1961 - 1962

Above image courtesy of Tune In For Terror © 1992


Macabre is a very interesting show. It was basically written and directed as a labor of love by radio employees who were not professional writers or actors, and yet, it aired worldwide during the period of OTR. (It slipped in just under the wire in 1962). The driving force behind the program was William Verdier, an Assistant Production Director for the FEN (Far East Network). He was a former NBC and CBS radio employee who ended up working in Japan for the Armed Forces Radio and Television Service (AFRTS). Drawing on his previous involvement with other radio dramas while working for NBC (Inner Sanctum, Suspense, and Ellery Queen), Verdier wrote seven out of the nine dramas for the new horror series, most of which he also directed. Other staff and local talent joined in the fun. The series actually began as the result of a contest between the FEN and the AFRTS in Germany. Both networks sent tapes to the AFRTS headquarters in Los Angeles, and FEN Toyko won (Digital Deli Too).

The results of the series overall are mixed. The acting is decent, but at times, lackluster. Verdier plays the lead in numerous shows, probably because they had a tough time finding good actors without an accent who would work within the budget--assuming they had one. (The limited resources become especially obvious when they read the credits and most everyone is military personal, including the host, Staff Sergeant Al Lapage.) Some of the pre-recorded sound effects don't sound natural, and other pre-recorded music isn't always a good match for the action. But these are little things common in other programs as well, and they are easy to ignore when you're caught up in the story. Some of the plot devices seem a little strained, but then surprise you with a final twist. There are many scenes that are chilling, and Verdier goes out of his way to deliver the goods for horror fans. Like Vardier told the Pacific Stars and Stripes newspaper writer, "There will be no holds barred, and when people get killed, you will hear it happen." (Nov 13, 1961)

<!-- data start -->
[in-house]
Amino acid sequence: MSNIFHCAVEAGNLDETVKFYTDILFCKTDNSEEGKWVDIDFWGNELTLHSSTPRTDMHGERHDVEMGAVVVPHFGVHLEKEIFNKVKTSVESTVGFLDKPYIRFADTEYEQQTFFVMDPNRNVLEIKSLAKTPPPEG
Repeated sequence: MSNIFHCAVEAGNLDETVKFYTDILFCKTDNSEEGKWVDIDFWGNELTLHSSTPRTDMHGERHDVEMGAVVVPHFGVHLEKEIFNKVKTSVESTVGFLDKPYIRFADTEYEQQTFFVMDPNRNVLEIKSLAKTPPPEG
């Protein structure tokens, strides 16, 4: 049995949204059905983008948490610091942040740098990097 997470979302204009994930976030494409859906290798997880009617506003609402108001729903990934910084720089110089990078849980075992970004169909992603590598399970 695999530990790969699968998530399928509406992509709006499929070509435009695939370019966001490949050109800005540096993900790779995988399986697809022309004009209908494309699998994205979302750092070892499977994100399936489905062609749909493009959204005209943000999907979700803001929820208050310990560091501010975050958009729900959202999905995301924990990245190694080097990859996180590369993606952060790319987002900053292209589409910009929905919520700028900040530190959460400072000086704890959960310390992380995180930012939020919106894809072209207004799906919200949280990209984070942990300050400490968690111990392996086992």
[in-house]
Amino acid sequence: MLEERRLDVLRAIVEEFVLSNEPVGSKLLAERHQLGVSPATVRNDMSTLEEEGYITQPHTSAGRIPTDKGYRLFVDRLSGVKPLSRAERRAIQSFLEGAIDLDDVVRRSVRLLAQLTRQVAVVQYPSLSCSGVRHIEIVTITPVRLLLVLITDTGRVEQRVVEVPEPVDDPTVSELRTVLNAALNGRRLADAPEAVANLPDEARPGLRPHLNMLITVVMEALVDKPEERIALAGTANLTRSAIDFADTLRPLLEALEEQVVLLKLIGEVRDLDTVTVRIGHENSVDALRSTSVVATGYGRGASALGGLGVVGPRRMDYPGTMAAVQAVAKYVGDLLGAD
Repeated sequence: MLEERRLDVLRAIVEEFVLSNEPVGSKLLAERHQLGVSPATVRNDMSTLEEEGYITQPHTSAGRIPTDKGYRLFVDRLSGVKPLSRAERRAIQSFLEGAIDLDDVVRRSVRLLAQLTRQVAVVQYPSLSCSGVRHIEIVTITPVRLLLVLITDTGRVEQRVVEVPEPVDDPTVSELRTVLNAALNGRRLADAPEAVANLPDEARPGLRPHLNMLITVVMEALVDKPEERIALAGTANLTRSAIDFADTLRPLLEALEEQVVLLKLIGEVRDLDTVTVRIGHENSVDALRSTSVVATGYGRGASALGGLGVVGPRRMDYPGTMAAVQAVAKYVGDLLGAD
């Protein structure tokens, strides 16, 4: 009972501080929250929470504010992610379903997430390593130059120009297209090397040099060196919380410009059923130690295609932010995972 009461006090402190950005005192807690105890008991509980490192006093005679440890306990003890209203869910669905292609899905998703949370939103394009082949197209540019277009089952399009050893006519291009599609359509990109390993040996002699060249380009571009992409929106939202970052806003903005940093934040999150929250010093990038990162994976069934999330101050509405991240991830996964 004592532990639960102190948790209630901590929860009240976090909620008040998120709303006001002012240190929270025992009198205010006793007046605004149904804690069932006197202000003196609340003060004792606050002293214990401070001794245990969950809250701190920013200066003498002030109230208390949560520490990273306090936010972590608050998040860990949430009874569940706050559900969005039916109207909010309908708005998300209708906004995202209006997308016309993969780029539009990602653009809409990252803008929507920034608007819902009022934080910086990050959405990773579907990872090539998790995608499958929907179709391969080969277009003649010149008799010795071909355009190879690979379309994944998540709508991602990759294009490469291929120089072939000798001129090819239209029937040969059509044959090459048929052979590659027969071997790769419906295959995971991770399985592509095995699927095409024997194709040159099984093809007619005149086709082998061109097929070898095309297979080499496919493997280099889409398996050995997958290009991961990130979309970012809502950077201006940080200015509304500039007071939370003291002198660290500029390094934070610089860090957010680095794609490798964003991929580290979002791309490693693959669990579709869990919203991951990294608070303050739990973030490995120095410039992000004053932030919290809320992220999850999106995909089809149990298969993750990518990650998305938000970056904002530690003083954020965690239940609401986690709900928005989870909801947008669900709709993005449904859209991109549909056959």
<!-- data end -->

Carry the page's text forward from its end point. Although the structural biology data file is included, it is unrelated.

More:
If you were unaware of the background to this series and heard it, you probably wouldn't enjoy it as much. But knowing the people who did it were doing it for thrills, helps deliver the thrills for us as well. It makes you wonder why more people haven't taken up the radio drama challenge and produced fun stories like these. They don't have to be perfect to be good and scary, as Macabre proved decades ago.

The Standard Intro:

(SFX: Music: Haunting strumming of cords.)

Announcer: "Man lives in a world of time and space; he lives in a spectrum of the universe. When he ventures beyond this limit, he is in the unknown, a realm where strange forces are brought into play. When man attempts to misuse these forces, he is sometimes destroyed. This is Macabre."

The Standard Closing

(SFX: Music: Haunting strumming of chords.)

Announcer: "You have just heard Macabre. A special Far East presentation. In our cast were (reads cast credits). This is Air Force Sgt. Al La Page speaking. Macabre was written and directed by William Verdier."

Announcer #2: "Macabre comes to you each week via the world wide facilities of the United States Armed Forces Radio and Television Service."

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Above April 10, 1961 photo & from the Digital Deli.

Sample Shows


"Final Resting Place" - A newlywed couple reluctantly agrees to participate in a "buried alive" stunt for a carnival sideshow, not realizing what they are really in for.

"The House in the Garden" - A rich duke makes a wager with a rival to split his fortune if the man can remain locked in isolation within a prison house for ten years straight.

"The Cystalline Man" - When an scientist disappears during an arctic exploration, his son hires another group to follow in his father's route. They come back with a quartz statue and an unbelievable tale.


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